The boy: I never understood that.

GIRL: (looking at her shirt) Roscoe’s Wetsuit? It’s, like, the newest thing.

The boy: Yeah but it’s literally not a thing. There are so many things out here, and THAT is not one of them.

GIRL: It’s just a trend.

The boy: Do you know why?

The girl isn’t able to reply.

GIRL: Why are you here?

The boy: I’m not

GIRL: You obviously are.

The boy: I don’t feel here.

The girl chuckles sincerely.

GIRL: My name’s Alessa.

Alessa’s ashy blond hair fell to her shoulders. She had blue eyes and her skin was gold (not actual gold but she was tan). She looked like she had just arrived from Mediterranea.

ALESSA: So, really, how’d you get here?

The boy: I don’t really know.

Alessa looks at him.

The boy: All I really know is I’m confused. About who I am and why I’m here.

ALESSA: Oh I live for these existential crises. I’m going to help you with this, if that’s ok.

The boy: Thanks but I’m fine. I don’t-

ALESSA: HA! This is totally your problem.

The boy’s face reflects his confusion.

ALESSA: Ok, so, I said I was here to help, not because I was offering advice or anything, but because the reason why you ended up on this bench with me is because that’s what you were supposed to do. This was supposed to happen.

The boy: So what’s your point?

ALESSA: There really isn’t one, unless you care. You’ve go to care about something, or else there’s no point. I know it sounds corny.

The boy: That’s so dumb. I understand what you mean, but that’s so stupid.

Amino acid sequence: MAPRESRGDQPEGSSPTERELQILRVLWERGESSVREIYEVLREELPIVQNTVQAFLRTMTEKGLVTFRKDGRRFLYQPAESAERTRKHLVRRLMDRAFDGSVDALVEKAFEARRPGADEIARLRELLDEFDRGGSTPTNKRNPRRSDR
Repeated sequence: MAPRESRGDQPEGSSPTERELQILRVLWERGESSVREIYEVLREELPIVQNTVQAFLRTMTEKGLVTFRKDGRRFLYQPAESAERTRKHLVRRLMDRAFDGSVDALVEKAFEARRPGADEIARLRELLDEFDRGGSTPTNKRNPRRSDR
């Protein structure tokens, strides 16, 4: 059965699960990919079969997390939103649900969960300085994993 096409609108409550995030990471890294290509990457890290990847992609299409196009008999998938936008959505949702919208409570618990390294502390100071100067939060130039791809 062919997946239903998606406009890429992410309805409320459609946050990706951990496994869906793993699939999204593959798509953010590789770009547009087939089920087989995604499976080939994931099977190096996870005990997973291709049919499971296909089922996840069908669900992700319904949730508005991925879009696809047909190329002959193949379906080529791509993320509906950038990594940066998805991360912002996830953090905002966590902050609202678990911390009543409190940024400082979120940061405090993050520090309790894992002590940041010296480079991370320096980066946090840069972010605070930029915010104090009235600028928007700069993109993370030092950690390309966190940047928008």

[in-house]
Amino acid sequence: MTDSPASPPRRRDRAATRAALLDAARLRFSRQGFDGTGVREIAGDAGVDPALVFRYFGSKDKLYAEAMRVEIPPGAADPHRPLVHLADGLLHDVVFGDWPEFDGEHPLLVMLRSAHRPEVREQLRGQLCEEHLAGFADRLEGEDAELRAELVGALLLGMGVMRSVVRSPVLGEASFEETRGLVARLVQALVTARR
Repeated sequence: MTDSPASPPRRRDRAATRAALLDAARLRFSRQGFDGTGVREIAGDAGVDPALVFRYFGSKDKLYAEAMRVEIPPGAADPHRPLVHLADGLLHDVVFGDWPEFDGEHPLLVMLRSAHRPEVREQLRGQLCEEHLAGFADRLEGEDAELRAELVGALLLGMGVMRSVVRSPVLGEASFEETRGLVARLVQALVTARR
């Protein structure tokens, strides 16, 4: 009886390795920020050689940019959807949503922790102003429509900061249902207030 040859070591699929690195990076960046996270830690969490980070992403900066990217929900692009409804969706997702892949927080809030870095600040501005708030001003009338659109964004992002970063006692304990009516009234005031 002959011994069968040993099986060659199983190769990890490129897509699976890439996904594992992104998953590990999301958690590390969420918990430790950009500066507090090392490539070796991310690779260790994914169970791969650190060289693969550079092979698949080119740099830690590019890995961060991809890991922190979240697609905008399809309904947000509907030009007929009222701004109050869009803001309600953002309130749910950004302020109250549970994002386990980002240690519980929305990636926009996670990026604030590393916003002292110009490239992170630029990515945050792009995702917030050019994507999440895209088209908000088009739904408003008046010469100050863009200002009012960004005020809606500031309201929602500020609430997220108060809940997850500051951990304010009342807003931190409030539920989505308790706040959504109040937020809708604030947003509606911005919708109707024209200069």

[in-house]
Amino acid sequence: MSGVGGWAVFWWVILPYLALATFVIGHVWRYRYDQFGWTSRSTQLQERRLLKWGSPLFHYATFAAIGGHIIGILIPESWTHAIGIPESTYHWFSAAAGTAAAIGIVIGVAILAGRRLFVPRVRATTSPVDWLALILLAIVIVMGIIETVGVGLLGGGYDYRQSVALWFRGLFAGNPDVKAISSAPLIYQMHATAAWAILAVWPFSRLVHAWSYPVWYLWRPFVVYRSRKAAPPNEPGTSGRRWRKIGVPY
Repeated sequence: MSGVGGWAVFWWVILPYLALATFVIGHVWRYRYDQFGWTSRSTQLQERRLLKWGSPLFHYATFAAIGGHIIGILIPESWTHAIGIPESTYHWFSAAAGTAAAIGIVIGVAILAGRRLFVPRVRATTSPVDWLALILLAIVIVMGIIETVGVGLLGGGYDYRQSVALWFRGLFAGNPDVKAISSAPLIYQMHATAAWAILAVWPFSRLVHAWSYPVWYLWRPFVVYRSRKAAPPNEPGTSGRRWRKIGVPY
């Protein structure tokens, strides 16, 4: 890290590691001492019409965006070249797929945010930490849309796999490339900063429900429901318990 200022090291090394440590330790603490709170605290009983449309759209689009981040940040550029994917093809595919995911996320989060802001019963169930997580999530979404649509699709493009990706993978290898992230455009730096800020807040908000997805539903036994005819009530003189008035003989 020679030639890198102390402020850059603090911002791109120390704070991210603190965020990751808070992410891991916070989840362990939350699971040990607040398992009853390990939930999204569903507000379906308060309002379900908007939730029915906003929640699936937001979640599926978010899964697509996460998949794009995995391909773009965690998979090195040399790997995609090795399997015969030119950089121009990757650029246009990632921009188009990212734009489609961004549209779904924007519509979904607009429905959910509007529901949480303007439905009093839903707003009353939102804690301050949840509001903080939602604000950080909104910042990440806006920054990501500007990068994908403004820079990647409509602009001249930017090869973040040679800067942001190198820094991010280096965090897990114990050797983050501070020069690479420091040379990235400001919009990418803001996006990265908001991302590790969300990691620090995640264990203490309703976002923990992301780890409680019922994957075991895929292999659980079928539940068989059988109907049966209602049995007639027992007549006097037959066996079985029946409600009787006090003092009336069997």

The boy: Because. I don’t know. The… The (sigh) Do you mind listening?

ALESSA: Go ahead.

The boy: There’s no spark. And I don’t get it. We have these preconceived notions of feelings, but they never seem real. They never solidify. And I just think that’s so s***ty. Why can’t I have one real thing when everything else is fake. Why does everyone care so much when their phone is dying when their society is dying just as fast? What are we doing?

ALESSA: We are becoming God. (Smiling) It was nice meeting you.

She opens her purse and retrieves small metal box. Inside of it are several strips of little papers. She places one of the tabs on her tongue. She gets up and walks away from the boy. 30 meters, she collapses.


The view is from the perspective of Alessa’s unconscious body. The boy stays on the bench and just keeps staring at Alessa.


The boy is suspended in the pool face down. His eyes are open. The view is zoomed in on the boy’s face and progressively zooms out.

The boy’s voice:

We are very rare. We slept through our lives and knew we were doing it. I had fun doing it. I was flying over all of us, and none of it ever ended. Everyone looked so content. You could be whatever you wanted, even yourself. When you laughed, you cried. And even when you were sad you were really happy. The weird part of it was that I loved endings. I liked it when things finished. That was the reason. But maybe it’s different. ‘What’s a man to a king?’ is ‘What’s a king to a God?’ is ‘What’s a God to a nonbeliever?’ And in the end, the real end, nobody is going to give a s*** until I’m gone. So, does it even matter? Yes it does.

Similar books


This book has 0 comments.